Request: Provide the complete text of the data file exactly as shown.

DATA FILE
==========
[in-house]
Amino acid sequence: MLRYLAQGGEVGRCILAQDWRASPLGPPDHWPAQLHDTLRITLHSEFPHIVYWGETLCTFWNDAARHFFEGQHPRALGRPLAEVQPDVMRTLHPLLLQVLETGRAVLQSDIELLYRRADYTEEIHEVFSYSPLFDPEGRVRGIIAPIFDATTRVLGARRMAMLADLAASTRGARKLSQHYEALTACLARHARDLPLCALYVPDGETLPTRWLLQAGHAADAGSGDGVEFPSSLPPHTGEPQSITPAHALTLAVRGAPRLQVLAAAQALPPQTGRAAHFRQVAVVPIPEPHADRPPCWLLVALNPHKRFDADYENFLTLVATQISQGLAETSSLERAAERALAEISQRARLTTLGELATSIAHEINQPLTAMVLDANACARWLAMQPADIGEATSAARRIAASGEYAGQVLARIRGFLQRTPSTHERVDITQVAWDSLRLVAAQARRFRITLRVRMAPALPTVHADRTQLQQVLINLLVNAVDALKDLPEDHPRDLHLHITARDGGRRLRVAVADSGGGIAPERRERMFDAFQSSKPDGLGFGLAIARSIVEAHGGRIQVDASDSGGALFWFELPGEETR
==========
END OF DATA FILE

[in-house]
Amino acid sequence: MLRYLAQGGEVGRCILAQDWRASPLGPPDHWPAQLHDTLRITLHSEFPHIVYWGETLCTFWNDAARHFFEGQHPRALGRPLAEVQPDVMRTLHPLLLQVLETGRAVLQSDIELLYRRADYTEEIHEVFSYSPLFDPEGRVRGIIAPIFDATTRVLGARRMAMLADLAASTRGARKLSQHYEALTACLARHARDLPLCALYVPDGETLPTRWLLQAGHAADAGSGDGVEFPSSLPPHTGEPQSITPAHALTLAVRGAPRLQVLAAAQALPPQTGRAAHFRQVAVVPIPEPHADRPPCWLLVALNPHKRFDADYENFLTLVATQISQGLAETSSLERAAERALAEISQRARLTTLGELATSIAHEINQPLTAMVLDANACARWLAMQPADIGEATSAARRIAASGEYAGQVLARIRGFLQRTPSTHERVDITQVAWDSLRLVAAQARRFRITLRVRMAPALPTVHADRTQLQQVLINLLVNAVDALKDLPEDHPRDLHLHITARDGGRRLRVAVADSGGGIAPERRERMFDAFQSSKPDGLGFGLAIARSIVEAHGGRIQVDASDSGGALFWFELPGEETR